Many organizations have an approach for identifying and recording lessons learned, perhaps as part of a post-project review or similar process. Unfortunately, lessons learned reports have a tendency to end up on a shelf gathering dust, or lost in the un-chartered corner of a fileserver somewhere. Let's get real. How many people will really trawl diligently through a number of lessons learned documents in order to glean some key point? The reality is, if you can motivate employees to initiate any kind of "learning before doing" activity, then you?re doing pretty well.
Remember the last time you packed your bag in preparation for a business trip?
All those things you need to remember? tickets, passport, currency, itinerary, contact, driving license, power adaptor, Ipod?
We manage to remember the things we need for our business trips without going through each past suitcase-packing experience in our minds, one by one. Somehow, we maintain a meta-level list in our memories. And yet, when it comes to lessons learned, we expect people in our organizations to work thought a pile of lessons learned reports in the hope that a key insight will leap out at them?
We need to find ways to package knowledge into easily accessible "knowledge assets" - structured with a customer in mind.
The steps below are taken from the best-selling fieldbook "Learning to Fly - Practical knowledge management from leading and learning organisations", written by Chris Collison and Geoff Parcell. They don't require sophisticated, bespoke technology just a wilingness to think-through and structure what has been learned.
1. Identify a customer for this knowledge. Have a clear customer - current or future - in mind when considering the creation of a knowledge asset.
2. Get clear what your knowledge asset is really about. What is the scope of your knowledge asset? A knowledge asset needs to cover a specific area of business activity.
3. Identify a community of practice relating to this subject. The community will be the source of the knowledge initially, the users of the knowledge in immediate term, and the people who have an on-going responsibility for validating the future contents of in the knowledge asset. This is key ? or there is a real risk that you will end up with an electronic time capsule - a snapshot in time of the way things used to be done - rather than the current, prized know-how in your organisation.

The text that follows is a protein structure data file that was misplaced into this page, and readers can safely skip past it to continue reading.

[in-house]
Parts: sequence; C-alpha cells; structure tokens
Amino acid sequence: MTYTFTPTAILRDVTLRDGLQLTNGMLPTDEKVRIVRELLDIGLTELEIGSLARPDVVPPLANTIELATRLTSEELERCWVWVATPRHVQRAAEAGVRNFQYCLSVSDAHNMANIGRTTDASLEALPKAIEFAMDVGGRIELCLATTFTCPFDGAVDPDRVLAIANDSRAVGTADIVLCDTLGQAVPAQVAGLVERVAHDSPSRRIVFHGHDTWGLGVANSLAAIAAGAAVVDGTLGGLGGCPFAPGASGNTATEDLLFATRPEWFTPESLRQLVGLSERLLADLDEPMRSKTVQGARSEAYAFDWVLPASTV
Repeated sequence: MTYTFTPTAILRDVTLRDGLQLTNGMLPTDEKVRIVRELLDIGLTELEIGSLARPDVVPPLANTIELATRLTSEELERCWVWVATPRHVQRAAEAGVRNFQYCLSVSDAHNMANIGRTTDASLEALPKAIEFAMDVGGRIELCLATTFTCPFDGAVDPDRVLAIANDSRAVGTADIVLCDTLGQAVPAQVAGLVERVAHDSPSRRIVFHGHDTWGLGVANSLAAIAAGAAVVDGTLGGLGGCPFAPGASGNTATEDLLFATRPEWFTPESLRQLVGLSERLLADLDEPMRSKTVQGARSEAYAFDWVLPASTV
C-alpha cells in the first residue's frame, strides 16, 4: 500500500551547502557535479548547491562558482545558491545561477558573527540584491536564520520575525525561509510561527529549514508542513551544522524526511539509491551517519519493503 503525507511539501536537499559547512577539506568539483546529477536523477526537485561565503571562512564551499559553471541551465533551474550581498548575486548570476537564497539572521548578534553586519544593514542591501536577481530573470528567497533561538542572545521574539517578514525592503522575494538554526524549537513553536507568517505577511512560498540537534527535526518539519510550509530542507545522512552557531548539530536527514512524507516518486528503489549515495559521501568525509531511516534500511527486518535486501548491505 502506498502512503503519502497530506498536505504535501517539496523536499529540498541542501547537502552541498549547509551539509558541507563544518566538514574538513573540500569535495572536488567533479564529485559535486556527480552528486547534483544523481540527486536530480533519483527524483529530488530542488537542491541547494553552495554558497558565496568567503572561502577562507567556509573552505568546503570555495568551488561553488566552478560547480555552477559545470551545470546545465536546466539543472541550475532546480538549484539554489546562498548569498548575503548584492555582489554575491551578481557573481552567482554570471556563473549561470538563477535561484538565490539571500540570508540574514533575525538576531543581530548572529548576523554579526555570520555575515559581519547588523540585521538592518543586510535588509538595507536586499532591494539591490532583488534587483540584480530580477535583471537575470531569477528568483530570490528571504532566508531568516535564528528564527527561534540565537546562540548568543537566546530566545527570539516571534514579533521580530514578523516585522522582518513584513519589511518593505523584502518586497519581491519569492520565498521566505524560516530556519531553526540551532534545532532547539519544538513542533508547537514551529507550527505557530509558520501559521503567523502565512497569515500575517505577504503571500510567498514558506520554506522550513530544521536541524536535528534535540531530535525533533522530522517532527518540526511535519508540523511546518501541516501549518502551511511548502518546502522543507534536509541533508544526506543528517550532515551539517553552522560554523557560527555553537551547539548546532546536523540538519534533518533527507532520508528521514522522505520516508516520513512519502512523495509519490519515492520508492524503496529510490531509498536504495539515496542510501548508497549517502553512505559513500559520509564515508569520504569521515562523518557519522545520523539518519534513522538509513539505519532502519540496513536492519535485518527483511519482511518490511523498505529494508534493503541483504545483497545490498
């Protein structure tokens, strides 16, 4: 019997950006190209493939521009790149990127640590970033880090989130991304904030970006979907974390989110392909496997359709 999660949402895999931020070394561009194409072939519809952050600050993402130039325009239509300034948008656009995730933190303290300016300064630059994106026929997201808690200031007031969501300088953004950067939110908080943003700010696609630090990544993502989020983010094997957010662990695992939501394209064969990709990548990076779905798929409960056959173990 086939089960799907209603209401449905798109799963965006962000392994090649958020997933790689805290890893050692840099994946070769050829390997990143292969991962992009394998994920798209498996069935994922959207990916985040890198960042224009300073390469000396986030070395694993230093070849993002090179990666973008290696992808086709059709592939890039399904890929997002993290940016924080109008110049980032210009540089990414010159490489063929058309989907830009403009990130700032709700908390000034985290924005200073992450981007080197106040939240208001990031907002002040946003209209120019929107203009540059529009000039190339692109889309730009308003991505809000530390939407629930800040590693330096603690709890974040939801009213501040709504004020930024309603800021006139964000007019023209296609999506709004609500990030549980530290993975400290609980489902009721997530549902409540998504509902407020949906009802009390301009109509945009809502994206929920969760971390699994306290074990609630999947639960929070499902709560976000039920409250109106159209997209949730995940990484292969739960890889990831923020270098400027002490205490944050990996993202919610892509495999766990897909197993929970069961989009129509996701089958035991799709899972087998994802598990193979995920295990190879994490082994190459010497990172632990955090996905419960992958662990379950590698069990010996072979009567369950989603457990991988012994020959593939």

4. Collate any existing material upon which you can base your knowledge asset and look for general guidelines. Provide some context so that people can understand the purpose and relevance of the knowledge asset. Are there general guidelines that you can distil out of this material?
5. Build a checklist illustrated with examples and stories. The checklist should tell the user of the knowledge asset:
"What are the questions I need to ask myself?"
"What are the steps that I need to take?"
Illustrate it with examples, stories, pictures, digital photographs, models, quotes, video and audio clips if possible.
6. Include links to people. Create a hyperlink to the person's personal home page or e-mail address wherever you mention them in the text. Include a list of all the people with any relationship with the content. Use thumbnail photographs if you have them available.
7.Validate the Guidelines Circulate the guidelines around the community again, and ask "Do the guidelines accurately reflect your knowledge and experience?" "Do you have anything to add?"
8. Publish the knowledge asset. Store the knowledge in a space where it can be accessed by its community. Often this will mean the company intranet.
9. Initiate a feedback and ownership process. Encourage feedback from users, so that they pick up and eliminate any invalid recommendations. Instil a sense of obligation that "if you use it, then you should add to it".
Over time, you'll build up a series of knowledge assets which relate to the key practices in your organisation ? the areas which can bring competitive advantage. The creation of these tangible knowledge assets provides a focus for the communities of practice associated with each one, and ultimately will give credibility to your knowledge management efforts.
Chris Collison is a renowned expert in knowledge management and an experienced practitioner in the leadership and implementation of organisational change from a people perspective.
As a best-selling author, he has presented to audiences at business schools and at conferences around the world, and is a regular contributor to specialist knowledge management publications. Chris has worked with leaders at the highest levels of many public and private-sector organizations, sharing the practical experiences he gained whilst working in BP's knowledge management team, and his deep understanding of the human dynamics of major change programmes.
Visit the "learning to fly" website at http://www.learning-to-fly.org